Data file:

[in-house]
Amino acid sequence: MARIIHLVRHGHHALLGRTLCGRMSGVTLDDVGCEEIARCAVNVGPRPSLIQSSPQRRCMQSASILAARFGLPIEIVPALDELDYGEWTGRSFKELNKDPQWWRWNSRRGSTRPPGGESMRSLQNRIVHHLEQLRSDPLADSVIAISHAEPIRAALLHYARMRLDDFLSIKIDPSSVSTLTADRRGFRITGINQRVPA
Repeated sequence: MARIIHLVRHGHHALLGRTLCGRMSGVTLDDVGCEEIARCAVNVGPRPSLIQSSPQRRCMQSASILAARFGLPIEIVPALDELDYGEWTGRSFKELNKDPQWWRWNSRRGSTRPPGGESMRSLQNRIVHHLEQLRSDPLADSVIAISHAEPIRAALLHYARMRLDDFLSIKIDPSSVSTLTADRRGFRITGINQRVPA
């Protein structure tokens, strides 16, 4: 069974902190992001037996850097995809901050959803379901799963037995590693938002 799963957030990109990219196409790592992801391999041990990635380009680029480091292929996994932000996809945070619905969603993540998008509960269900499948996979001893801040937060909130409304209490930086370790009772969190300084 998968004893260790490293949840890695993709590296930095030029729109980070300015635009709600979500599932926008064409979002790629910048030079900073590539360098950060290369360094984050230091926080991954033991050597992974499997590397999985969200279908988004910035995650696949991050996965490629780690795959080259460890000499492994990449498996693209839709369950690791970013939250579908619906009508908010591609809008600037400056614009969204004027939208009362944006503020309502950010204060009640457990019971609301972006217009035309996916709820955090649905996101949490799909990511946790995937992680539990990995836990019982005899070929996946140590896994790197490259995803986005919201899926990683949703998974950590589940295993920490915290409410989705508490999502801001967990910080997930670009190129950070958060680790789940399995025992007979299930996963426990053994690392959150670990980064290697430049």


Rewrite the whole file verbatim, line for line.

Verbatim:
[in-house]
Amino acid sequence: MARIIHLVRHGHHALLGRTLCGRMSGVTLDDVGCEEIARCAVNVGPRPSLIQSSPQRRCMQSASILAARFGLPIEIVPALDELDYGEWTGRSFKELNKDPQWWRWNSRRGSTRPPGGESMRSLQNRIVHHLEQLRSDPLADSVIAISHAEPIRAALLHYARMRLDDFLSIKIDPSSVSTLTADRRGFRITGINQRVPA
Repeated sequence: MARIIHLVRHGHHALLGRTLCGRMSGVTLDDVGCEEIARCAVNVGPRPSLIQSSPQRRCMQSASILAARFGLPIEIVPALDELDYGEWTGRSFKELNKDPQWWRWNSRRGSTRPPGGESMRSLQNRIVHHLEQLRSDPLADSVIAISHAEPIRAALLHYARMRLDDFLSIKIDPSSVSTLTADRRGFRITGINQRVPA
């Protein structure tokens, strides 16, 4: 069974902190992001037996850097995809901050959803379901799963037995590693938002 799963957030990109990219196409790592992801391999041990990635380009680029480091292929996994932000996809945070619905969603993540998008509960269900499948996979001893801040937060909130409304209490930086370790009772969190300084 998968004893260790490293949840890695993709590296930095030029729109980070300015635009709600979500599932926008064409979002790629910048030079900073590539360098950060290369360094984050230091926080991954033991050597992974499997590397999985969200279908988004910035995650696949991050996965490629780690795959080259460890000499492994990449498996693209839709369950690791970013939250579908619906009508908010591609809008600037400056614009969204004027939208009362944006503020309502950010204060009640457990019971609301972006217009035309996916709820955090649905996101949490799909990511946790995937992680539990990995836990019982005899070929996946140590896994790197490259995803986005919201899926990683949703998974950590589940295993920490915290409410989705508490999502801001967990910080997930670009190129950070958060680790789940399995025992007979299930996963426990053994690392959150670990980064290697430049």